Tax Competition

Tax Competition

Michael P. Devereux

Oxford University Centre for Business Taxation

Summary:

Corporation tax rates in OECD countries have been falling for the last three decades. This has widely been interpreted as the result of competition between governments to attract
both real economic activity and taxable income. And such a view is supported by some government statements; notably the coalition government in the UK announced in 2010 its intention in to have the most competitive corporation tax in the G20, and proceeded to reduce the UK rate from 28% to 20% over the life of that parliament.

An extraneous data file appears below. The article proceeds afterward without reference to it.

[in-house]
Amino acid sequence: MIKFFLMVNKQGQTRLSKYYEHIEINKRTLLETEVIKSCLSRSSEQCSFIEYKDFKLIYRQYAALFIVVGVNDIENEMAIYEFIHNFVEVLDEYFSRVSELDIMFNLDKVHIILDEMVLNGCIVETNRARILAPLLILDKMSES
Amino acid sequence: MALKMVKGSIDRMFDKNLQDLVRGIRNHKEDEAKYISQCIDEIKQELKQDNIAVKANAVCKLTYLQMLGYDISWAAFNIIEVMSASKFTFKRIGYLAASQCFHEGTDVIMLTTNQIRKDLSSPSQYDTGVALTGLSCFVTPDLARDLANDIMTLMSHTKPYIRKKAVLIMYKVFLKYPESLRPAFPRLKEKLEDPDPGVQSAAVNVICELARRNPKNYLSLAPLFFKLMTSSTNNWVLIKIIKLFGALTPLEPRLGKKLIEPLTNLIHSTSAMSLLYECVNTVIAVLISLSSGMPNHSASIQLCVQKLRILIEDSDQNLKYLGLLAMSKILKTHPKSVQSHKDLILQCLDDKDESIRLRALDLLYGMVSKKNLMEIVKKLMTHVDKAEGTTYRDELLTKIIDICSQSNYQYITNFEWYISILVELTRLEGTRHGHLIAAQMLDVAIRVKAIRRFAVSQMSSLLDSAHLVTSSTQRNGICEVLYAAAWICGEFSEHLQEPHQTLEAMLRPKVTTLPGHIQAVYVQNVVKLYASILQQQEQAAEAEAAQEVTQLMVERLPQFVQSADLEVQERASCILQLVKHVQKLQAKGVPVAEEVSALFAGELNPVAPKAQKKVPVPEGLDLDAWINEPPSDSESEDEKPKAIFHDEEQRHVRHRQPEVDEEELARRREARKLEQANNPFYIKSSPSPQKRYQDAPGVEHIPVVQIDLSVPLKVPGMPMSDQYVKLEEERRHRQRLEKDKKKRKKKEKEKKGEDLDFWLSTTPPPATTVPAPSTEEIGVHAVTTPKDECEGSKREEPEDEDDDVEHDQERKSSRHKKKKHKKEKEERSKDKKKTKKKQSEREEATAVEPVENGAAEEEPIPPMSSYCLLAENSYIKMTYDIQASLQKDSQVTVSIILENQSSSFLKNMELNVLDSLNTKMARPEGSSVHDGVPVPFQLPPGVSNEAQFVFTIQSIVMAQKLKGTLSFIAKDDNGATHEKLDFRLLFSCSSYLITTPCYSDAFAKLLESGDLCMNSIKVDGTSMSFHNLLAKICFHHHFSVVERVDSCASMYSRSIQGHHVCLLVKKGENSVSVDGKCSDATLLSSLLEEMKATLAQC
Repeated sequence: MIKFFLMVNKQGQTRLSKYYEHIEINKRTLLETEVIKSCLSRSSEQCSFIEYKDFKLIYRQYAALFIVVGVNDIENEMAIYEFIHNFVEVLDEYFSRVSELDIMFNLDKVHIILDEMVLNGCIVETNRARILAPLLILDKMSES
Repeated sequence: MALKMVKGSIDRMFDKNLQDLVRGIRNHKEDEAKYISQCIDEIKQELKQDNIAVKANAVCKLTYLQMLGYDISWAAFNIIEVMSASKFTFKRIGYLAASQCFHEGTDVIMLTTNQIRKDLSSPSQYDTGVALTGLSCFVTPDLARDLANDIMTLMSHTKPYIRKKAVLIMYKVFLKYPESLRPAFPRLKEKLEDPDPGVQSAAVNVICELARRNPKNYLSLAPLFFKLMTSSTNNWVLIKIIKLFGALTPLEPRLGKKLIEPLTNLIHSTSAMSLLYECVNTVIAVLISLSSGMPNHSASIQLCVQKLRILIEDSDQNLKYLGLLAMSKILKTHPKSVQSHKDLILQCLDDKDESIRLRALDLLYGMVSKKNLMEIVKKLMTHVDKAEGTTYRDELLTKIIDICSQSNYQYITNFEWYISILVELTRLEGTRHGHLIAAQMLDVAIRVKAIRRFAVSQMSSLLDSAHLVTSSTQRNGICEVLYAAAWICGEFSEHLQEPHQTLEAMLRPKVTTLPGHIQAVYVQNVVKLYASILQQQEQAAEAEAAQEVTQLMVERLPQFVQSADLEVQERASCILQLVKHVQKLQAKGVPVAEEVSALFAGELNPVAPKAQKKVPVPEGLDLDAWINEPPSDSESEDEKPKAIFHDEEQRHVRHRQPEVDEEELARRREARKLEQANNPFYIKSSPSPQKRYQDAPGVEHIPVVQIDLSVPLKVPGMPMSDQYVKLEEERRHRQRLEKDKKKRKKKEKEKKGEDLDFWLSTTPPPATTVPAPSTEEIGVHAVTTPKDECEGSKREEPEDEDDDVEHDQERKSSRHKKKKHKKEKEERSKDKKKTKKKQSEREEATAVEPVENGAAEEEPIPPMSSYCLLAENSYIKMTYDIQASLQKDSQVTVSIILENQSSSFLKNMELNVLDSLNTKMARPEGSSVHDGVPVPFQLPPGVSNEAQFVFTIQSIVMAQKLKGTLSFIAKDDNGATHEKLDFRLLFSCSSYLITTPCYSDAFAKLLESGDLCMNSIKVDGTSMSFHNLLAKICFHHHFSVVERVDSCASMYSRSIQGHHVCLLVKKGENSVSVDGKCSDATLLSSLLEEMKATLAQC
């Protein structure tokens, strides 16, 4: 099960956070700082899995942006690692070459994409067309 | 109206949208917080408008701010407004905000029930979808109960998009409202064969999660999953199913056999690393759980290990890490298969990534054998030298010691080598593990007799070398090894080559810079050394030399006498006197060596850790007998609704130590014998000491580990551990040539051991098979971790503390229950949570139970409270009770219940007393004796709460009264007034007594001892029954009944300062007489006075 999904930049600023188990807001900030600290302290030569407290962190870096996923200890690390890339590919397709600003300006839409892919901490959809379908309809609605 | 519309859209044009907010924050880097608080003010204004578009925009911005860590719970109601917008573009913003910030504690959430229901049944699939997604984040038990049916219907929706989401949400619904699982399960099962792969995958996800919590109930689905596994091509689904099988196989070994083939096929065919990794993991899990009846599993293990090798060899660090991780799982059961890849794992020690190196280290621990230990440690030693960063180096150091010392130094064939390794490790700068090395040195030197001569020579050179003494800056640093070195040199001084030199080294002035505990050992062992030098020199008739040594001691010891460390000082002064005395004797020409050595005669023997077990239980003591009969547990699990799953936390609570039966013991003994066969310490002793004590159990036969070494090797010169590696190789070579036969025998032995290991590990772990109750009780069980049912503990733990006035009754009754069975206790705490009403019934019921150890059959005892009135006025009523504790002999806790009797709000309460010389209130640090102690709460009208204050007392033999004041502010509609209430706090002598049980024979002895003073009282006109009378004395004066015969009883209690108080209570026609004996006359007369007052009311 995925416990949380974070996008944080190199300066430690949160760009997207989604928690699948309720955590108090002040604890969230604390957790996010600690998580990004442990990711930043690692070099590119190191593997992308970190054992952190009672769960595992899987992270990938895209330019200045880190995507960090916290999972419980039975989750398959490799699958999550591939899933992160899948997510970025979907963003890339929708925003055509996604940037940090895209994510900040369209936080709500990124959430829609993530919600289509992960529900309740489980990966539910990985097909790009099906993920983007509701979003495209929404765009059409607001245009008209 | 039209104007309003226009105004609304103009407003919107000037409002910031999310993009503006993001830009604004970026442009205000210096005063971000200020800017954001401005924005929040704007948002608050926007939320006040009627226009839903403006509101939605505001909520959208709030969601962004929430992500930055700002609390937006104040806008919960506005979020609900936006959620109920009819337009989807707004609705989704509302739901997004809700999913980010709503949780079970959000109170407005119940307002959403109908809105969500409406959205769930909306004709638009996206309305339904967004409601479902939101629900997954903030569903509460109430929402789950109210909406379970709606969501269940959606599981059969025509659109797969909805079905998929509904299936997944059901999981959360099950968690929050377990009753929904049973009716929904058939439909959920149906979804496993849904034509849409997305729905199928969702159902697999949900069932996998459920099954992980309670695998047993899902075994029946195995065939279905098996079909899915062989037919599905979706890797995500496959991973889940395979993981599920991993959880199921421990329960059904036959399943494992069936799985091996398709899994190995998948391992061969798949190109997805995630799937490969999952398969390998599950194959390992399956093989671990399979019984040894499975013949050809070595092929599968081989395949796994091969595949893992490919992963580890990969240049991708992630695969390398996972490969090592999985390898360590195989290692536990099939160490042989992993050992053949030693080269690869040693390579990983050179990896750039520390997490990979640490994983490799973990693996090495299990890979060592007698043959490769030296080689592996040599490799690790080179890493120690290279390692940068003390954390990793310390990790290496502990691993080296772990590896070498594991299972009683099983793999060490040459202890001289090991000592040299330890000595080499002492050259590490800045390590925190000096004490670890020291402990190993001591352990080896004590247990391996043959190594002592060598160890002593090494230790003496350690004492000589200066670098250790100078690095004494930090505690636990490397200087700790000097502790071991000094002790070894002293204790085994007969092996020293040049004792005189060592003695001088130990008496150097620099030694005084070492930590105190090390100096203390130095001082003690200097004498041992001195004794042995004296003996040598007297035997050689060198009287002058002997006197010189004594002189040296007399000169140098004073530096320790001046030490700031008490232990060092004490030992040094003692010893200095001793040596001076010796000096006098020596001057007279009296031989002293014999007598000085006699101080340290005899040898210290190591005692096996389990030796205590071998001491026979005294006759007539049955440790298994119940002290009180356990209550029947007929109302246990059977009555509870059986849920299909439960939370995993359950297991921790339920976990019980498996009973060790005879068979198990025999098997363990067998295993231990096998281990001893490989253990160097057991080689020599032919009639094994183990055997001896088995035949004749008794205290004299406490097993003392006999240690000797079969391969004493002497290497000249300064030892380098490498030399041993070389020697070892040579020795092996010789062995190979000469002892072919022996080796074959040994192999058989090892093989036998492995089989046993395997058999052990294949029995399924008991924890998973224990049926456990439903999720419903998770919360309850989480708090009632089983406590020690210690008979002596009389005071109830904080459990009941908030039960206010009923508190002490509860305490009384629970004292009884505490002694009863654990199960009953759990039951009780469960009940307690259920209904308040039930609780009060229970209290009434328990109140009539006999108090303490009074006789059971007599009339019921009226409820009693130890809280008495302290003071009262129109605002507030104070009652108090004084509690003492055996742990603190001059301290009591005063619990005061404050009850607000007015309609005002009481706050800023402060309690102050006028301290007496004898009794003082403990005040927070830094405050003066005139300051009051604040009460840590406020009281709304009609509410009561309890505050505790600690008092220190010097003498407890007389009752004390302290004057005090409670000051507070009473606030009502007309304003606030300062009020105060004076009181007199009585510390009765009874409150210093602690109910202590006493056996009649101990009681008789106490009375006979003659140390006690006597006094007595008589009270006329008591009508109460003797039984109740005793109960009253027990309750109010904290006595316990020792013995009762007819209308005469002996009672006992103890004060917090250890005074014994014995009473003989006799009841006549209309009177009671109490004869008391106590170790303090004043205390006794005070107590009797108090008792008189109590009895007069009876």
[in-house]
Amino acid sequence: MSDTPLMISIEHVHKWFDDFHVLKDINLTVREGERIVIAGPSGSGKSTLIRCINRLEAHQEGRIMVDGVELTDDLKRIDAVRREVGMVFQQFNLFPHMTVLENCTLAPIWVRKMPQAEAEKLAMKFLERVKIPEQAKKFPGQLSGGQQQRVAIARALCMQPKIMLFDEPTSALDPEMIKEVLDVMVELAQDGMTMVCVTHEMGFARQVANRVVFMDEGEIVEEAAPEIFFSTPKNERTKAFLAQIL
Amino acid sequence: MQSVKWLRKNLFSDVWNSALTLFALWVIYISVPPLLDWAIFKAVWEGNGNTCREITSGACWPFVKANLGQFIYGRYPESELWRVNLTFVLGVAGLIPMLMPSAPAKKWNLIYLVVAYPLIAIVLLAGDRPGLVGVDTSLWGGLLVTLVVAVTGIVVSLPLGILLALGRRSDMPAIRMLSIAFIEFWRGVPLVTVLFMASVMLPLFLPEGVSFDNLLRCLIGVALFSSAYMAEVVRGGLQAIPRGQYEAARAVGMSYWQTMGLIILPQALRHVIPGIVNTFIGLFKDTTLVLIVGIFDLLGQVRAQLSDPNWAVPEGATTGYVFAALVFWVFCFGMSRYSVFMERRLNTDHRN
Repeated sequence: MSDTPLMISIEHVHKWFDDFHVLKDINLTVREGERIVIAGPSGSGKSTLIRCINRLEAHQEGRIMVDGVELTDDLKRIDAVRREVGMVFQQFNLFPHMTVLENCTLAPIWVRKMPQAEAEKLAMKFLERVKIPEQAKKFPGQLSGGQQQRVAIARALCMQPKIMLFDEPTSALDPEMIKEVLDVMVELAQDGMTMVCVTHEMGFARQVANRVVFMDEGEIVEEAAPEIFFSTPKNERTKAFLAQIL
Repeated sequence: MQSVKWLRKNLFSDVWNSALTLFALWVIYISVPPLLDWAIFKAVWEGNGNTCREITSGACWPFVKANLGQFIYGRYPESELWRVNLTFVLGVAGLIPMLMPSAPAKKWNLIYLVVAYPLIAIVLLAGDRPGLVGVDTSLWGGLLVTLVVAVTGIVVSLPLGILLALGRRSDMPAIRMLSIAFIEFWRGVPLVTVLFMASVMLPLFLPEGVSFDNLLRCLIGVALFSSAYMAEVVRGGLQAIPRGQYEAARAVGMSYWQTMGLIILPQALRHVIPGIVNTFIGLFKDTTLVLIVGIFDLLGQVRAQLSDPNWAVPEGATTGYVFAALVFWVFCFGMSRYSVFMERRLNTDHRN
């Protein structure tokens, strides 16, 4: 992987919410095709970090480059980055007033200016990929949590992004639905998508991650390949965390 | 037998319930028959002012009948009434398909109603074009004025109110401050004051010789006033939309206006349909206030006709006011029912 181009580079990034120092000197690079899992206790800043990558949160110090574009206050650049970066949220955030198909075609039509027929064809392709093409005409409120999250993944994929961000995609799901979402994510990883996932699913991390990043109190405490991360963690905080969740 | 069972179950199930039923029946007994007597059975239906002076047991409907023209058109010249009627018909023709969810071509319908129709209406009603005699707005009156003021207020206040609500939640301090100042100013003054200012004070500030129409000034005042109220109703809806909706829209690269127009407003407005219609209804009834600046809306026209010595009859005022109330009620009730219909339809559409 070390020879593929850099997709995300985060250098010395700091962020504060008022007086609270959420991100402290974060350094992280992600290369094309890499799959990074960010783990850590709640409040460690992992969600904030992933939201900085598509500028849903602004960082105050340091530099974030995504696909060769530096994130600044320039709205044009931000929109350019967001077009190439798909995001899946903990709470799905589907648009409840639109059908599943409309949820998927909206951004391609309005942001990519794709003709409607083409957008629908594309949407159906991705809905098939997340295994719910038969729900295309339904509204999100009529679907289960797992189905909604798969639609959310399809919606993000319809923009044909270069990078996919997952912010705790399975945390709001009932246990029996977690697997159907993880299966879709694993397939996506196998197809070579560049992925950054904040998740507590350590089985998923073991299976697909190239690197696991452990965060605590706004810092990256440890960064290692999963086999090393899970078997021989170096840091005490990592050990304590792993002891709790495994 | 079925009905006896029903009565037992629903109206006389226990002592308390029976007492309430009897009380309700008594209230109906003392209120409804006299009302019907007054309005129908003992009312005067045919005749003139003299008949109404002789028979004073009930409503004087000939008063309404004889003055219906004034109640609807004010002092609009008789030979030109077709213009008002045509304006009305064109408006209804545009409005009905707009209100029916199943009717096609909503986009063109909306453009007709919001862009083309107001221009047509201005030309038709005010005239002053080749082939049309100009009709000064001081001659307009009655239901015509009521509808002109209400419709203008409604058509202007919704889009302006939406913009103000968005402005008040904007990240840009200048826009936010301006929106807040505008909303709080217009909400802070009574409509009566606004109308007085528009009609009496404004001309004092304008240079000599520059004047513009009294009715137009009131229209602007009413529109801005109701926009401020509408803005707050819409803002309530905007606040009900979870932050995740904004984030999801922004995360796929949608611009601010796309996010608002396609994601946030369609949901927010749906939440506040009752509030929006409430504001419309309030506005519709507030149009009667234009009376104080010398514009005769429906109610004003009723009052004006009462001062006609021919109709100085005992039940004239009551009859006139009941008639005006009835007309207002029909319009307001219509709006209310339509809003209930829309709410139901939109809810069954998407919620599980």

This paper presents research on the theory of competition, difficulties in using statistical techniques to understand the extent of competition, and the results of the empirical
research. Broadly, empirical research supports two propositions. First, source-based corporation taxes tend to have lower rates when capital is more mobile, typically when
economies are more open. Second, countries respond to changes in tax rates of their competitors, especially in statutory rates. There is also anecdotal evidence of competition over much more specific aspects of the tax system.

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